"Yellow Fever at Memphis." (Ibid., 1880.)
"Relations of Soil Water to Health." ("Transactions of Pontiac Sanitary Convention," 1883.)
Representative Men in Mich., West, Bio- graphical Co., Cincin., O., vol. vi.
Keerl, Henry (1755-1827).
Henry Keerl was descended from an old Bavarian family. He was born in the town of Mainbernheim, thirteen miles from Wiirzburg, in the year 1755, the only child who .survived infancy and was educated by a wealthy uncle. He completed his medical studies at Gottingen University and obtained a commission as surgeon in one of the He.ssian regiments, which were being hired by the British Gov- ernment of the petty German poten- tates to aid in subduing the rebellious American colonies. But it was des- tined that he should not see his native land again.
After the defeat of his Col. Von Rail the privates and non-commissioned officers were sent for safety to the interior of Pennsylvania. The officers peti- tioned to be permitted to accompany them, but were sent on the sixth of January, 1777, to Baltimore, where they were paroled.
Dr. Keerl spent some time traveling through the country. With a friend he visited the Carolinas, where family tradition asserts they "were solicited to remain and marry among the rich widows whose husbands had been killed in the war." But having form- ed agreeable acquaintances and find- ing a favorable opening in Baltimore, he finally settled and practised, about 1782, and in connection with his profes- sion kept a drug, instrument and glassware store at the "Sign of the Golden Swan, upper end of Market Street, New Congress Hall."
He early became a member of the Medical and Chirurgical Faculty. He died July 6, 1827. He was twice Vol. II-5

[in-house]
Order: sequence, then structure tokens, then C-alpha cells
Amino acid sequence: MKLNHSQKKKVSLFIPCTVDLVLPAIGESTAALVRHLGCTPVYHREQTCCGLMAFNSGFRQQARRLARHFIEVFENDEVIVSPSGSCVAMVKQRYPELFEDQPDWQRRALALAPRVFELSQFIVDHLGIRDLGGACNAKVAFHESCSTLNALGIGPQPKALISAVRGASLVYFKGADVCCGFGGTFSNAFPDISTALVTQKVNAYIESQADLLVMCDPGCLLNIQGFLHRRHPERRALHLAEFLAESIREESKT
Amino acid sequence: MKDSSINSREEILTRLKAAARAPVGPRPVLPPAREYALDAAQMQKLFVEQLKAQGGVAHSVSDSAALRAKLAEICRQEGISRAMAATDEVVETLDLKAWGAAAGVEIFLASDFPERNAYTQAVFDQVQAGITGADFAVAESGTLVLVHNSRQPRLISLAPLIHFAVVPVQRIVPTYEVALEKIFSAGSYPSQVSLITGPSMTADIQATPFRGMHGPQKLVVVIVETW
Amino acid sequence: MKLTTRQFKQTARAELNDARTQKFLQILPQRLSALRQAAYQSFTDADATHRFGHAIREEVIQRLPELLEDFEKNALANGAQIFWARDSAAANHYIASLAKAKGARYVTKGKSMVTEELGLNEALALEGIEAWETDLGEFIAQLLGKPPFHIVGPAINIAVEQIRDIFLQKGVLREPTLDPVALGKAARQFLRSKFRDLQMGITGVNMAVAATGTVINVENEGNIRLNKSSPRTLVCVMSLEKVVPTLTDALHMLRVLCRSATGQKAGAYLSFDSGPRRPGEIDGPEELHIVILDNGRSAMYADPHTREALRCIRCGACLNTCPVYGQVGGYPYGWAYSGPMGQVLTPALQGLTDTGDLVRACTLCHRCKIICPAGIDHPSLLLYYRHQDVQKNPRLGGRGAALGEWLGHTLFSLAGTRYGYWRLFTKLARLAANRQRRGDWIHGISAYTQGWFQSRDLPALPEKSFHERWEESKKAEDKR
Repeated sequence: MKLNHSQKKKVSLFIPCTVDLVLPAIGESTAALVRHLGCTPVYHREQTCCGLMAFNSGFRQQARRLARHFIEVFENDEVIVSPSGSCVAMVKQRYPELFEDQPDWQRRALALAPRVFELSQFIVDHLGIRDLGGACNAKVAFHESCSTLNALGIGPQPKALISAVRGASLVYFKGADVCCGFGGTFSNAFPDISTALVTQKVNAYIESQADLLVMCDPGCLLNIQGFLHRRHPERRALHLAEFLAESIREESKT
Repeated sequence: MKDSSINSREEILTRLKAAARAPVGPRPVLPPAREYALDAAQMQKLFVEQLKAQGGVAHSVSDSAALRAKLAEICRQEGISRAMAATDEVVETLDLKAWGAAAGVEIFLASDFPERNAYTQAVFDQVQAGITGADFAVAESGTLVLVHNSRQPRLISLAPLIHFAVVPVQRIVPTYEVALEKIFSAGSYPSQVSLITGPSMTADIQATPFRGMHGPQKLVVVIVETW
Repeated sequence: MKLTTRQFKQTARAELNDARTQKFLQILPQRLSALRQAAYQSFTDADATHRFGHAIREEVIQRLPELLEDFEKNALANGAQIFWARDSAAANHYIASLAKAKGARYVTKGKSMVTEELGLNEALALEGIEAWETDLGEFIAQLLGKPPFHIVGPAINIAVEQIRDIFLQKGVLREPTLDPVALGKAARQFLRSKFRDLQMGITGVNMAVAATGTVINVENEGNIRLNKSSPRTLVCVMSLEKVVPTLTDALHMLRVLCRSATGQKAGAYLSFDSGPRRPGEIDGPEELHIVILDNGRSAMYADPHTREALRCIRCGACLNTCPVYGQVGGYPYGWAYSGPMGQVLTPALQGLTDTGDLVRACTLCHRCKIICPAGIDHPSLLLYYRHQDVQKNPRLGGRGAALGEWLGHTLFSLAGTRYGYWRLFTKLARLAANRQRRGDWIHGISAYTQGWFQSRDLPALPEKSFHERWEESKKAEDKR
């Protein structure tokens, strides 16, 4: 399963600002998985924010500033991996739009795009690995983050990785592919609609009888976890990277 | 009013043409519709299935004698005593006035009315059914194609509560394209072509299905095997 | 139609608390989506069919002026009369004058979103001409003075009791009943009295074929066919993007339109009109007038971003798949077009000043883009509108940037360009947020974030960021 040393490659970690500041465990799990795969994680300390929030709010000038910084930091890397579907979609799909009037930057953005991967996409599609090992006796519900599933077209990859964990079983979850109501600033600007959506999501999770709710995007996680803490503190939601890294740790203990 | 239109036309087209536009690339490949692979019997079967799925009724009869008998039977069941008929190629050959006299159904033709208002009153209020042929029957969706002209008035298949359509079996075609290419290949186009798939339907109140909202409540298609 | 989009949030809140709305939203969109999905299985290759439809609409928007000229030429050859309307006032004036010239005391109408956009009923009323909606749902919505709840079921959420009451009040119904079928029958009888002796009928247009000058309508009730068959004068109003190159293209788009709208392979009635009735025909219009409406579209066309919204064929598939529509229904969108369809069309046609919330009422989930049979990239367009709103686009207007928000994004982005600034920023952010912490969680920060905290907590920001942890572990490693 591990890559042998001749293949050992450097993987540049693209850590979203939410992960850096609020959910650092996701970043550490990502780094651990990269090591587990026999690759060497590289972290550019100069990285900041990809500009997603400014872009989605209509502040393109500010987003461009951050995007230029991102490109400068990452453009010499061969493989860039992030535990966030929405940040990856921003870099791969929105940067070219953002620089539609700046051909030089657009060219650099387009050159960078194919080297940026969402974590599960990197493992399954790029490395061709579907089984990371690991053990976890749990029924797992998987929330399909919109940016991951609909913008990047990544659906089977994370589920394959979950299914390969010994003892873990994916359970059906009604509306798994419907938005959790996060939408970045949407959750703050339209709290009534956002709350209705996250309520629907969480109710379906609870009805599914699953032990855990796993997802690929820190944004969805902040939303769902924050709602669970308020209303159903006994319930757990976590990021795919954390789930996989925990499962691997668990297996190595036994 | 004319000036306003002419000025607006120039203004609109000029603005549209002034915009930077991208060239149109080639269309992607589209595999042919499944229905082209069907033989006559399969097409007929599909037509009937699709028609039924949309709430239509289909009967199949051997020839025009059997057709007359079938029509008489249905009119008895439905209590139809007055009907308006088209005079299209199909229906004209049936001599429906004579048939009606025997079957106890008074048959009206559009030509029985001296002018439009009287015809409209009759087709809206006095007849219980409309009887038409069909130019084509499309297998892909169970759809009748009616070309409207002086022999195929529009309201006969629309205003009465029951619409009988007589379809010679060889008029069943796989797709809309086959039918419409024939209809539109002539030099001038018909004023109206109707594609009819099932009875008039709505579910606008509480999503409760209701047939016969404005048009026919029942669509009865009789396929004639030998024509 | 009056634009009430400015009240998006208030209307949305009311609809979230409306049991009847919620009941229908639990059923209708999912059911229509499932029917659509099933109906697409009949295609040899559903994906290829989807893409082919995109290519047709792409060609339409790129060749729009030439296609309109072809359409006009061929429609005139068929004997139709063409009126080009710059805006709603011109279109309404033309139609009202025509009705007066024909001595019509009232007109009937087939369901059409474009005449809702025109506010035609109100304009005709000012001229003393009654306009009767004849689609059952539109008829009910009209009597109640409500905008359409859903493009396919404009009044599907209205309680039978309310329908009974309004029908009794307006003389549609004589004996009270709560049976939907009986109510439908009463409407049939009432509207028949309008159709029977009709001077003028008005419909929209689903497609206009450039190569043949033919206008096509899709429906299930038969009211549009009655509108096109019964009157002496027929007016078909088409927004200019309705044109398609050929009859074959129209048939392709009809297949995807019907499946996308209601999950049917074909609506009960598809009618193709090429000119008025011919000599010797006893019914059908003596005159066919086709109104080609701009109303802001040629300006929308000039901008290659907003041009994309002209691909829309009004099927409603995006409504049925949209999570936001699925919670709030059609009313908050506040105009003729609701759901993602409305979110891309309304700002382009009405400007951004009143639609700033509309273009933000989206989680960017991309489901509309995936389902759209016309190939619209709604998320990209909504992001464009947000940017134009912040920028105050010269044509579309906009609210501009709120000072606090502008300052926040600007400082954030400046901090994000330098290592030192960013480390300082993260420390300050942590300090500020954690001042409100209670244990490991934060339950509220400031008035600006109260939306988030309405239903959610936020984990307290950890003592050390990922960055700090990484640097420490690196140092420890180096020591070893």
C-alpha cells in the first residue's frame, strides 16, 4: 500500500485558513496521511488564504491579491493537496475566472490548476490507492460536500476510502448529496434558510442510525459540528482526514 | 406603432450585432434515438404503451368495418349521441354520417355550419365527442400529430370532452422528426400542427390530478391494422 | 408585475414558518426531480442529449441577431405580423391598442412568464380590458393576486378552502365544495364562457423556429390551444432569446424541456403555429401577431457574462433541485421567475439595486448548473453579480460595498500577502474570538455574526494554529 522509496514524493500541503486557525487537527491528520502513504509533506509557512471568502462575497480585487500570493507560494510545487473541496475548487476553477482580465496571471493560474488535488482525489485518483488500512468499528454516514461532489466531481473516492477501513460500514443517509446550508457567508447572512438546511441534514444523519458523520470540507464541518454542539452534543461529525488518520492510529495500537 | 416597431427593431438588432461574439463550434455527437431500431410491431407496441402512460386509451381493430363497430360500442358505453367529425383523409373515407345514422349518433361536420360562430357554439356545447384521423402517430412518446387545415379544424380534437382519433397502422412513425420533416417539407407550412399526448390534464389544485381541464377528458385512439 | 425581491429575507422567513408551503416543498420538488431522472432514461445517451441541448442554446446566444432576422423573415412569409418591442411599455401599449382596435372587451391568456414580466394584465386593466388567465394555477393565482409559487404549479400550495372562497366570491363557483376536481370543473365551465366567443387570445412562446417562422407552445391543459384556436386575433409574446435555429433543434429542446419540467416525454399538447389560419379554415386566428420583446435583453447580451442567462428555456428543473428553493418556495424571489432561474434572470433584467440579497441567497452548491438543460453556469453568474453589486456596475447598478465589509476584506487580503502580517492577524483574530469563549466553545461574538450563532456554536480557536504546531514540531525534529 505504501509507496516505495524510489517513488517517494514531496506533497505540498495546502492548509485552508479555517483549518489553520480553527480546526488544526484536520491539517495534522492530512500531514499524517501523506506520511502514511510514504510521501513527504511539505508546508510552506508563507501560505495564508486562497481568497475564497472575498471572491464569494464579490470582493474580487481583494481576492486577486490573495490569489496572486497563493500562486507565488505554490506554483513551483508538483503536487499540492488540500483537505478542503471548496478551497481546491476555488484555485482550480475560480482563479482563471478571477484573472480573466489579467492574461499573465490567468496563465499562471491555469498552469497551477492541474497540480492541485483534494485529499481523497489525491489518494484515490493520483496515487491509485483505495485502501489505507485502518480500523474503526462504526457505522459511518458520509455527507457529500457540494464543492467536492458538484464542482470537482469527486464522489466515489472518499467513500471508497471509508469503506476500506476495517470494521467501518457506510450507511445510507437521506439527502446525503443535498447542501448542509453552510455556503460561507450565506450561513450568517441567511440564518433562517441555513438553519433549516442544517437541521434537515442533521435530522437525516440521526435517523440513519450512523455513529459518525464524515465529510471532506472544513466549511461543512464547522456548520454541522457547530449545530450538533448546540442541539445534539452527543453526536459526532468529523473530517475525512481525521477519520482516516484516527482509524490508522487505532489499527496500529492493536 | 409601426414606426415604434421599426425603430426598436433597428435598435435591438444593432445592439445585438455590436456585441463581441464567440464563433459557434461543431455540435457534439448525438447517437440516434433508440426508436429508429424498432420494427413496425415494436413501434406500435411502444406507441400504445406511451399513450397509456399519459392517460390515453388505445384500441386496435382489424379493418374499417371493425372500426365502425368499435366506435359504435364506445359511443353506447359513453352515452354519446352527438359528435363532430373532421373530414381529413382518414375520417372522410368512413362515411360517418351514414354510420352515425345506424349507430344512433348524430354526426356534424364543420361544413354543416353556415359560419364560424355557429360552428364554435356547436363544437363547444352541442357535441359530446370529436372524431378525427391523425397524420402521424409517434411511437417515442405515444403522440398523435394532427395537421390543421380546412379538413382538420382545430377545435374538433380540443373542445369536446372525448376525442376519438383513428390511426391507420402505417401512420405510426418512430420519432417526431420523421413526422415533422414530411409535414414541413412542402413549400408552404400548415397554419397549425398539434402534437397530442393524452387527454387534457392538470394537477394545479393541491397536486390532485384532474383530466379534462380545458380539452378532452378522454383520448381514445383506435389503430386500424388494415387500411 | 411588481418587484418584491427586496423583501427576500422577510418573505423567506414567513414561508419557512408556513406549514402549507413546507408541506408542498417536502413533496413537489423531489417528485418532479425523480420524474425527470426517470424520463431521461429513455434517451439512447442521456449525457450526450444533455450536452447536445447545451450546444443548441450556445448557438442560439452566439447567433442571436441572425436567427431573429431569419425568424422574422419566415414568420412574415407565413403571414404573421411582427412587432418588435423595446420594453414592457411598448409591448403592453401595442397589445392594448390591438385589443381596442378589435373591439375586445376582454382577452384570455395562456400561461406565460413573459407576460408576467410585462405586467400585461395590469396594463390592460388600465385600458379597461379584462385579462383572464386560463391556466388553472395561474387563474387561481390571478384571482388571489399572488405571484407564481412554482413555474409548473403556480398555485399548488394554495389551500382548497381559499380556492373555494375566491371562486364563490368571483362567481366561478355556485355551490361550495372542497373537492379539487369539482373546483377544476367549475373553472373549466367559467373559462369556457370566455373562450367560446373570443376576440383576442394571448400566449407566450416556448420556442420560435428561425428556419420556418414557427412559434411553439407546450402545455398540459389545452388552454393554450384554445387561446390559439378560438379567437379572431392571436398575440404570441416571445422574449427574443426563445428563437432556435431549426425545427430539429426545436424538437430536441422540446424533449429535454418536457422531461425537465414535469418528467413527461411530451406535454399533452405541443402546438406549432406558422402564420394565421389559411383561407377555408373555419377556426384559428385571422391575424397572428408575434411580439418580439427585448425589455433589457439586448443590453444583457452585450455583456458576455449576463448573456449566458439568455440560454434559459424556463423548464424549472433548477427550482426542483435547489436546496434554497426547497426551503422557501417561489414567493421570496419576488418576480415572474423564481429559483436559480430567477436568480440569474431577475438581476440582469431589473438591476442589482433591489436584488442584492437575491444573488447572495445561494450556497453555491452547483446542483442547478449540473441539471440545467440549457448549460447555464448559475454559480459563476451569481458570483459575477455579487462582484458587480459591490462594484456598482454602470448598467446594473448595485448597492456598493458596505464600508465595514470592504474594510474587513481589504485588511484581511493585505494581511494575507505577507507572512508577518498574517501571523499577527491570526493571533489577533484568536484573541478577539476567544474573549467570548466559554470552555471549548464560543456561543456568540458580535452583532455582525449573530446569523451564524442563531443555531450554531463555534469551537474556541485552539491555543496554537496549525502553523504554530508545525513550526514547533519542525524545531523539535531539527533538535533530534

married, first to Anna Maria Myers, of Baltimore, afterwards to Margaret Kandel, of Frederick, Maryland, and left numerous descendants. His life was spent in the habitual practice of virtue and piety. E. F. C.
.Johns Hopkins Hosp. Bull. 1005. xvi.
A picture of him is in the possession of
Keyser, Peter D. (1835-1897).
Peter D. Keyser was born in Phila- delphia, February 8, 1835, obtaining his collegiate education at the Del- aware College, graduating as A. B. in 1852, and later as A. M. He studied chemistry for two years under Dr. F. A. Genth of Philadelphia, then spent several years as a medical student in Germany, and at the beginning of the Civil War entered as captain of the ninety-first Pennsylvania regiment, until after the battle of Fair Oaks, when he resigned on account of ill health and injuries and again visited Europe, studying medicine in Munich, taking his degree in 1864 at Jena and subsequently visiting clinics at Berlin, Paris, and London. In 1865 he enter- ed upon private practice, and became surgeon in charge of the Philadelphia Eye and Ear Hospital, which he had founded. In 1868, 1870, 1871, 1872, he delivered courses of lectures on dis- eases of the eye. For many years he served as ophthalmological surgeon to the Wills Eye Hospital. He became professor of ophthalmology in the Medico-Chirurgical College of Phila- delphia in 1889, and dean of the institu- tion. His writings were numerous and were chiefly clinical contributions. After a short illness he died March 9, 1897. H. F.
Medical Record, vol. li, 1897.
Keyt, Alonzo Thrasher (1827-1885).
Alonzo Thrasher Keyt was born at Higginsport, Ohio, January 10, 1827, the son of Nathan and Mary Thrasher Keyt. His father was of Dutch ancestry, his mother of Quaker